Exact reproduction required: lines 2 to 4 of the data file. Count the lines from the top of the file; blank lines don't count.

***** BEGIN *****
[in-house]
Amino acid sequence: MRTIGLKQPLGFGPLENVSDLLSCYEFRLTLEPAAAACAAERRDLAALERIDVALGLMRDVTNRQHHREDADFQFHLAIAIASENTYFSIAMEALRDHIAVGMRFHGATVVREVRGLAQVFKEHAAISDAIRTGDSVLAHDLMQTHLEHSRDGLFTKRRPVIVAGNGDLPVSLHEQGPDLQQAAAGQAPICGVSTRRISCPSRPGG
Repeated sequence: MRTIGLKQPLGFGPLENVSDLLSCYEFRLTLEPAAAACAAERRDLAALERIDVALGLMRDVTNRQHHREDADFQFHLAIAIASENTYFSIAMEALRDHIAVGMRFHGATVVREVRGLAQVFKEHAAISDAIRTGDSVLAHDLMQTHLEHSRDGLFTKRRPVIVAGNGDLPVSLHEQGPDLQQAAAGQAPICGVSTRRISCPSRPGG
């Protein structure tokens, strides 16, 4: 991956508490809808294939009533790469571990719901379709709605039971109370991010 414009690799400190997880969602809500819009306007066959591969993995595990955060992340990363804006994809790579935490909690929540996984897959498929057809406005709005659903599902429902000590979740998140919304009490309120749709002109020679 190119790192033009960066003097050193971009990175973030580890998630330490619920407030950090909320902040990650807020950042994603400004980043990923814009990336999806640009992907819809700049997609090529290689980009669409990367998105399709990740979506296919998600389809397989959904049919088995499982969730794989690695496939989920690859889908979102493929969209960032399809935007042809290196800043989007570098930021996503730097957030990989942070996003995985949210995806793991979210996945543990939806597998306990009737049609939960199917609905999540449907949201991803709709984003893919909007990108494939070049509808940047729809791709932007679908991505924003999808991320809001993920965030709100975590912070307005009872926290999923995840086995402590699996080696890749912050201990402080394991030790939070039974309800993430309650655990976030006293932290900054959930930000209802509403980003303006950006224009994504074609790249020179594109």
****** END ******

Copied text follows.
Amino acid sequence: MRTIGLKQPLGFGPLENVSDLLSCYEFRLTLEPAAAACAAERRDLAALERIDVALGLMRDVTNRQHHREDADFQFHLAIAIASENTYFSIAMEALRDHIAVGMRFHGATVVREVRGLAQVFKEHAAISDAIRTGDSVLAHDLMQTHLEHSRDGLFTKRRPVIVAGNGDLPVSLHEQGPDLQQAAAGQAPICGVSTRRISCPSRPGG
Repeated sequence: MRTIGLKQPLGFGPLENVSDLLSCYEFRLTLEPAAAACAAERRDLAALERIDVALGLMRDVTNRQHHREDADFQFHLAIAIASENTYFSIAMEALRDHIAVGMRFHGATVVREVRGLAQVFKEHAAISDAIRTGDSVLAHDLMQTHLEHSRDGLFTKRRPVIVAGNGDLPVSLHEQGPDLQQAAAGQAPICGVSTRRISCPSRPGG
């Protein structure tokens, strides 16, 4: 991956508490809808294939009533790469571990719901379709709605039971109370991010 414009690799400190997880969602809500819009306007066959591969993995595990955060992340990363804006994809790579935490909690929540996984897959498929057809406005709005659903599902429902000590979740998140919304009490309120749709002109020679 190119790192033009960066003097050193971009990175973030580890998630330490619920407030950090909320902040990650807020950042994603400004980043990923814009990336999806640009992907819809700049997609090529290689980009669409990367998105399709990740979506296919998600389809397989959904049919088995499982969730794989690695496939989920690859889908979102493929969209960032399809935007042809290196800043989007570098930021996503730097957030990989942070996003995985949210995806793991979210996945543990939806597998306990009737049609939960199917609905999540449907949201991803709709984003893919909007990108494939070049509808940047729809791709932007679908991505924003999808991320809001993920965030709100975590912070307005009872926290999923995840086995402590699996080696890749912050201990402080394991030790939070039974309800993430309650655990976030006293932290900054959930930000209802509403980003303006950006224009994504074609790249020179594109």